Should The Wizards Be Talking Championship? | Truth About It.net

Should The Wizards Be Talking Championship?

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Updated: September 16, 2009
{ The 1978 Larry OBrien Trophy - flickr/Scott Ableman }

{ The 1978 Larry O'Brien Trophy - flickr/Scott Ableman }

In late August, Caron Butler said“people shouldn’t be scared to mention championship.” On Tuesday, Antawn Jamison followed up with his own championship talk. You can read it covered by Michael Lee in the WaPost and Mike Jones in the WaTimes.

Good sound-bites, but should the Wizards really be talking about a championship? Of course they should, and here are the top four reasons why:

#4) If you’re setting goals, why not set them high? …and we’re not talking about setting goals while you’re getting high, a la Allen Iverson, and some sort of god propelled (probably Jobu), dream of marching the Larry O’Brien down Beale Street.

#3) Talking title sets a tone. The Wizards aren’t here to hope, they’re taking the court to want and desire. As soon as players start talking about maybes, shouldas, couldas, and wouldas … those big ‘IFs’ (looking at you health bug), they’re already psychologically putting themselves behind the eight-ball. The seriousness of backing up expressed championship aspirations brings an air of focus to the table.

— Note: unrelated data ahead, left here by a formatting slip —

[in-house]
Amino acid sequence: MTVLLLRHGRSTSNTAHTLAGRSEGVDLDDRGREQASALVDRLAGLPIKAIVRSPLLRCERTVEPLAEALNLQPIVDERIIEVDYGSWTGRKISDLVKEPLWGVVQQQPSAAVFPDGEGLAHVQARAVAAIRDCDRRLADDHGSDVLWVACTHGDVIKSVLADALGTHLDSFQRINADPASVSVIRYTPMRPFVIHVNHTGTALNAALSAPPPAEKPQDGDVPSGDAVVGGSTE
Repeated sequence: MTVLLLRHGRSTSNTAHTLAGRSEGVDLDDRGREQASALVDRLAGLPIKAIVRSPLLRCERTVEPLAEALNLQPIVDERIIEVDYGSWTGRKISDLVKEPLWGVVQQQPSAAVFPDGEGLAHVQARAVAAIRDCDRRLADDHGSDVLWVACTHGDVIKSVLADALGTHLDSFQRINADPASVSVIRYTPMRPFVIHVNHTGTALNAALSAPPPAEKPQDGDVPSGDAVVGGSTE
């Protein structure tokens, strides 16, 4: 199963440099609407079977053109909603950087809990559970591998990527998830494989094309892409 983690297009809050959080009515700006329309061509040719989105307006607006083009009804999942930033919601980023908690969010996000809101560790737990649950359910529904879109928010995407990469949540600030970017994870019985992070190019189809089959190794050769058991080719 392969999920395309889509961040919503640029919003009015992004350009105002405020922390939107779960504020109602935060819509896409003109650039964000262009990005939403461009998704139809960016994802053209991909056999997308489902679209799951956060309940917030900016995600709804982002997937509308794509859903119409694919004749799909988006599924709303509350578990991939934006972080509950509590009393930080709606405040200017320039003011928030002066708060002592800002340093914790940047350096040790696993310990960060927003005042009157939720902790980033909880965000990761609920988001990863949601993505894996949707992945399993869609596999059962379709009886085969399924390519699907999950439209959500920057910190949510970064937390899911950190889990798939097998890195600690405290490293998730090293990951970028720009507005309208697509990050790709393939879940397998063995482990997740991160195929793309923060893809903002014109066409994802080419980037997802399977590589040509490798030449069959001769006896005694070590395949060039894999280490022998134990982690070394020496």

#2) The ability to compete starts with believing you can. Just as Jamison says, “I believe we can compete with Boston, we can compete with Cleveland, we can compete with Orlando. If you can compete with those teams, you put yourself in the category of the teams that can contend for a championship.”

#1) Doubter fuel. Last but not least … for those who’ve heard the words of Jamison and Butler and have reacted snidely with a “yea, riiiiight,” or are perhaps reading this very post, snickering in a sea of snark.

Doubters only bring the core group trying to achieve the ultimate goal closer together. These aren’t some kids on a playground who are going to take their ball home crying when picked on or questioned. These are professional basketball players. And likely, as the usually case with people at the top of their profession, someone has doubted them along the road, and it’s only made them want to succeed more.

So doubt the Wizards and make it vocal. That’s what they want you to do.